UK economic growth increased in the second quarter of the year- helped by a big jump in oil and gas production.
Britain’s recovery strengthened, as the official figures suggested growth per head was finally back to pre-crisis levels.
Output in the economy during the second quarter was 2.6% higher than the same period a year earlier, the ONS said.
“After a slowdown in the first quarter of 2015, overall GDP growth has returned to that typical of the previous two years,” said ONS chief economist Joe Grice.
The UK’s economy has now seen 10 quarters of sustained economic growth.
The ONS stressed the first estimate was based on about 40% of the available economic data and is subject to revision.
It said manufacturing output experienced its first fall in two years with output dropping 0.3% in the quarter.
However, a surge in North Sea oil and gas production lifted overall industrial output by 1% – the biggest increase since late 2010.
The “mining and quarrying” component of the industrial output figures, which includes oil and gas extraction, rose by 7.8% in the quarter, the biggest increase since 1989.
The ONS said the increase, which came despite falling oil prices, was driven by tax cuts in March designed to support the sector.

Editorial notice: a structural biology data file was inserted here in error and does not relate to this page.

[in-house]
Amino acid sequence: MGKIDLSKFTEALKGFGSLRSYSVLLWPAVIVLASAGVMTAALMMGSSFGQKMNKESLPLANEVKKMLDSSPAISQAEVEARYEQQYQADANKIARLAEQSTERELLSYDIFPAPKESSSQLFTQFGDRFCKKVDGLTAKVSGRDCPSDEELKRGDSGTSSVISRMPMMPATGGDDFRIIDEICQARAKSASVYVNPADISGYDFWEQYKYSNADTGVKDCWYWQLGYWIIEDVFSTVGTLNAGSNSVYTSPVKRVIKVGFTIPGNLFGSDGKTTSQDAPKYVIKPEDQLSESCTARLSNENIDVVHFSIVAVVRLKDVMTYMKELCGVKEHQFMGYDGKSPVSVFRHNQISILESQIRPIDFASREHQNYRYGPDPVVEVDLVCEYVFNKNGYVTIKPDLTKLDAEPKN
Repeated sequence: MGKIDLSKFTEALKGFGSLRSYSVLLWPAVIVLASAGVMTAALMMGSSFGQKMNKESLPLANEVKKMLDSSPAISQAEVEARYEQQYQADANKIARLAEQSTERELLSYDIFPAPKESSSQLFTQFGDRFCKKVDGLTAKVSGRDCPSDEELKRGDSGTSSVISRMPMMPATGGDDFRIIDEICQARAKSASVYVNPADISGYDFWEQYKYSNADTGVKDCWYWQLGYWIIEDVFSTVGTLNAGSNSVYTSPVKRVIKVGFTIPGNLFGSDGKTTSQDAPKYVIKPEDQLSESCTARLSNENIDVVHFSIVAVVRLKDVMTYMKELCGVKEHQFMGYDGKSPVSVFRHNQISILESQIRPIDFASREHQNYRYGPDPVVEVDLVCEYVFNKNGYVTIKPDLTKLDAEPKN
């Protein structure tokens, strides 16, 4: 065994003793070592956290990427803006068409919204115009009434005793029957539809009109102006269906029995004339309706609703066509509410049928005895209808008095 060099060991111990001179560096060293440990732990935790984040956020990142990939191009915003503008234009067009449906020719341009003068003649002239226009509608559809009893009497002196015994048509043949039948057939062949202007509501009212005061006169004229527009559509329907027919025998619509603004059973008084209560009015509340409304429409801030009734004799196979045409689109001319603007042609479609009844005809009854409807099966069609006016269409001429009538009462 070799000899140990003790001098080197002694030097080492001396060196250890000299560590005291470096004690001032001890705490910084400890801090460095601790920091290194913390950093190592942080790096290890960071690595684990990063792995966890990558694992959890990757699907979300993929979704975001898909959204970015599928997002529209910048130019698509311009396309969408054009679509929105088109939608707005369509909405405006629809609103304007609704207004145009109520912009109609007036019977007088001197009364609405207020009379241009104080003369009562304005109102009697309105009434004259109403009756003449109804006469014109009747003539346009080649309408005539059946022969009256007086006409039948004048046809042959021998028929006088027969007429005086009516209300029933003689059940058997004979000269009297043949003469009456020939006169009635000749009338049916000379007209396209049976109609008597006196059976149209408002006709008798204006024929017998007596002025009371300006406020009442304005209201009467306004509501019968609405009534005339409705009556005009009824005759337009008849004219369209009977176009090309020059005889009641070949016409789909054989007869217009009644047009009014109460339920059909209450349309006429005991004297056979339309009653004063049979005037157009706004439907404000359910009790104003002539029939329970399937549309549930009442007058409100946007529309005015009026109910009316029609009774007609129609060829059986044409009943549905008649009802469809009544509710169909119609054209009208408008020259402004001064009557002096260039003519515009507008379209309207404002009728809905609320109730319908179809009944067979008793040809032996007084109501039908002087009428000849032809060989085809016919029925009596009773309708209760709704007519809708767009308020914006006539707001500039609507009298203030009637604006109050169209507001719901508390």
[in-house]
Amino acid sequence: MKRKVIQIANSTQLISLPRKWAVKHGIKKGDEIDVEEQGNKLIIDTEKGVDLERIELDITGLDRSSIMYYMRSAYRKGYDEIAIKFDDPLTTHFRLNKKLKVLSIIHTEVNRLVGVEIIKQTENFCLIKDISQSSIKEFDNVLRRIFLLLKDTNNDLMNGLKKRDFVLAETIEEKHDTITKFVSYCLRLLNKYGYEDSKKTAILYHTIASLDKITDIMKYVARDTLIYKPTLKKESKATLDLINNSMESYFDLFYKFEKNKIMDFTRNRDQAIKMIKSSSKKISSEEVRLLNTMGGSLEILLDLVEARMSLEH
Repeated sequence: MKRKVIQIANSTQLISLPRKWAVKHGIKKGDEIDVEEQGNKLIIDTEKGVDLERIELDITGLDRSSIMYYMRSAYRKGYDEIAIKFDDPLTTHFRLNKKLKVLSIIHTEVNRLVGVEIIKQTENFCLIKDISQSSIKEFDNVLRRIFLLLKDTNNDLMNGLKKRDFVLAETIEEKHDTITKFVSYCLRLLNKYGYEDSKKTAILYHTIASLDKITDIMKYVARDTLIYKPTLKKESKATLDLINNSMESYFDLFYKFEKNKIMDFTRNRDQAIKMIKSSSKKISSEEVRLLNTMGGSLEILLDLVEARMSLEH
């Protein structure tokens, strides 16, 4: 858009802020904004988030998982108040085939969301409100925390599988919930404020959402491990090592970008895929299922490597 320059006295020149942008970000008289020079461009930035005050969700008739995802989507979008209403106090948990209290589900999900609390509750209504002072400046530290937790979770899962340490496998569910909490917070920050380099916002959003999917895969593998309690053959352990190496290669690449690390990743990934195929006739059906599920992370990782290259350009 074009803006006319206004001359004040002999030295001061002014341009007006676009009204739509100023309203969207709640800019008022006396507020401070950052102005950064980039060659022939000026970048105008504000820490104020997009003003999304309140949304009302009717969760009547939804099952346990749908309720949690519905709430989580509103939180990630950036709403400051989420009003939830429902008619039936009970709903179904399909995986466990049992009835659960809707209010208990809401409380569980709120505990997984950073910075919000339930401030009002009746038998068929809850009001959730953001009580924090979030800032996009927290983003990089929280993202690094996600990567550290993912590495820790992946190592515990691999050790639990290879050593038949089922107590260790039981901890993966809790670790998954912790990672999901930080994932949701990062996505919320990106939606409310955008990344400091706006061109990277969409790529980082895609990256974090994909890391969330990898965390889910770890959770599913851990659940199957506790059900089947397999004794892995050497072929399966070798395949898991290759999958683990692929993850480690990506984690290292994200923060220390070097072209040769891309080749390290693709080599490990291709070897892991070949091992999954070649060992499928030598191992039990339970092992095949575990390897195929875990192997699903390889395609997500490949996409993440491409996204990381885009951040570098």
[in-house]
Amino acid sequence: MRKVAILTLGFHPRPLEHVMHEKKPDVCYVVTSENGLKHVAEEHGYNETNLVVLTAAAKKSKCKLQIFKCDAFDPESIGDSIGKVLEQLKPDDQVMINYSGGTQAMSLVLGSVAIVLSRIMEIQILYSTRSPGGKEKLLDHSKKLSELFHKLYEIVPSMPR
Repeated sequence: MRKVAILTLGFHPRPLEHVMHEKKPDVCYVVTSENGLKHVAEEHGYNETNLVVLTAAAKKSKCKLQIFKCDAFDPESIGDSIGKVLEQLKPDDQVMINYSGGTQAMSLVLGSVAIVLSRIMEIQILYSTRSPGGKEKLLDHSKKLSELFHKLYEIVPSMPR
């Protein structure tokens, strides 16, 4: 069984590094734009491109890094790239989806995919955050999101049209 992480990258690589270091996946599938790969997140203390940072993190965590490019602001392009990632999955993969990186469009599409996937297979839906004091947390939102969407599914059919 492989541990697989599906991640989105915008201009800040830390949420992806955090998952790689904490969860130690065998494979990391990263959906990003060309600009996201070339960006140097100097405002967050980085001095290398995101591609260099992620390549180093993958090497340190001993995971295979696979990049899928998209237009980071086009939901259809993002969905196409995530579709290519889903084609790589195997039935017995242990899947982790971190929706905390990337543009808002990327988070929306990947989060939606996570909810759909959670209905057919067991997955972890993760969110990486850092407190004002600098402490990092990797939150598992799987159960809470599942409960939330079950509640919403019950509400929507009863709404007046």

Construction was flat in the period, the ONS said, recovering from a slight fall the previous quarter.
The UK’s dominant services sector recorded growth of 0.7%, following a rise of 0.4% in the previous three months.
Domestic demand is expected to remain strong, as wages rise and with the temporary effects of low inflation boosting consumer spending.
The ONS said there were also signs that businesses were finally increasing investment.
George Osborne, the Chancellor, said the figures showed Britain was “motoring ahead”. He tweeted: “We must stay on road we’ve set out on.”
The economy is now 5.2pc larger than its pre-crisis peak, and ONS said the 0.7pc expansion in the second quarter suggested that gross domestic product (GDP) per head was now “broadly equal to the pre-economic downturn peak” in the first quarter of 2008. This is expected to be confirmed by the ONS next month.
Mark Carney, the Governor of the Bank of England, has said that “sustained growth” of “around 0.6pc per quarter” will be needed for the remaining “spare capacity” in the economy to be eliminated and for rate setters to start tightening policy.
Mr Carney said in a speech this month that the decision to raise rates would come into “sharper relief” by “the turn of this year”.